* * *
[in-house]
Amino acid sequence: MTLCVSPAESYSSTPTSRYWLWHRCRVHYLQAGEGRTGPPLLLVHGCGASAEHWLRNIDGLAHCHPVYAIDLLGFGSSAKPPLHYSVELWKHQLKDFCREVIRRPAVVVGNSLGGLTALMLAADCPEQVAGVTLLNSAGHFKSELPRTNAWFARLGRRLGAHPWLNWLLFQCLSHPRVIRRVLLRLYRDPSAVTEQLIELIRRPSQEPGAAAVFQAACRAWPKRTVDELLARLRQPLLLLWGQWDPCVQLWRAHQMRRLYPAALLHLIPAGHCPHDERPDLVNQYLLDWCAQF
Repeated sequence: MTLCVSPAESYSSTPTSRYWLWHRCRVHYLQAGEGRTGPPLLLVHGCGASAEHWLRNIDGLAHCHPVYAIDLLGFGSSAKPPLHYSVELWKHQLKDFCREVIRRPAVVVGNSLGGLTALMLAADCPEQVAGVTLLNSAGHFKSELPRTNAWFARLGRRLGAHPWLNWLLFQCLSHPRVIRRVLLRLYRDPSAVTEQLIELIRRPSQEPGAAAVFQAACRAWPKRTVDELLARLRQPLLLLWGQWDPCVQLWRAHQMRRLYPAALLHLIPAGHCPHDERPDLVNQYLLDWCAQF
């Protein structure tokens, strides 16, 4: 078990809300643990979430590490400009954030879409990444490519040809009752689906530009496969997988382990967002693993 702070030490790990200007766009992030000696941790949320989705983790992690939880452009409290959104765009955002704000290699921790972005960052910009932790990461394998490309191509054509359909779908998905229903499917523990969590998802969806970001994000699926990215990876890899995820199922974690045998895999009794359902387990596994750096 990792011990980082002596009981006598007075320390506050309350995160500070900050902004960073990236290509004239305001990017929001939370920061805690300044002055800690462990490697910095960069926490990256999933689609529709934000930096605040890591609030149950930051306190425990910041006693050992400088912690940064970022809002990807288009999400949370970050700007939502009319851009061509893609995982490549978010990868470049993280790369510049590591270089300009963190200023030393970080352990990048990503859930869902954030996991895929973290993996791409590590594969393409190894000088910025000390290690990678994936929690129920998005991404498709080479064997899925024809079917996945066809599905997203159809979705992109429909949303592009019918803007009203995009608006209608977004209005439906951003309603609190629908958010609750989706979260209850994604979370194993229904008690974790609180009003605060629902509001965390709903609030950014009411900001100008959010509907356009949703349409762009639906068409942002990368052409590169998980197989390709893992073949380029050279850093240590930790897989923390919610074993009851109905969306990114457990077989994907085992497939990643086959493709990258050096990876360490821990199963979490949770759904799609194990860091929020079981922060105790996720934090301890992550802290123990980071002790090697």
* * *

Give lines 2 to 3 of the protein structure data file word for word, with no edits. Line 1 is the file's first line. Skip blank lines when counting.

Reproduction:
Amino acid sequence: MTLCVSPAESYSSTPTSRYWLWHRCRVHYLQAGEGRTGPPLLLVHGCGASAEHWLRNIDGLAHCHPVYAIDLLGFGSSAKPPLHYSVELWKHQLKDFCREVIRRPAVVVGNSLGGLTALMLAADCPEQVAGVTLLNSAGHFKSELPRTNAWFARLGRRLGAHPWLNWLLFQCLSHPRVIRRVLLRLYRDPSAVTEQLIELIRRPSQEPGAAAVFQAACRAWPKRTVDELLARLRQPLLLLWGQWDPCVQLWRAHQMRRLYPAALLHLIPAGHCPHDERPDLVNQYLLDWCAQF
Repeated sequence: MTLCVSPAESYSSTPTSRYWLWHRCRVHYLQAGEGRTGPPLLLVHGCGASAEHWLRNIDGLAHCHPVYAIDLLGFGSSAKPPLHYSVELWKHQLKDFCREVIRRPAVVVGNSLGGLTALMLAADCPEQVAGVTLLNSAGHFKSELPRTNAWFARLGRRLGAHPWLNWLLFQCLSHPRVIRRVLLRLYRDPSAVTEQLIELIRRPSQEPGAAAVFQAACRAWPKRTVDELLARLRQPLLLLWGQWDPCVQLWRAHQMRRLYPAALLHLIPAGHCPHDERPDLVNQYLLDWCAQF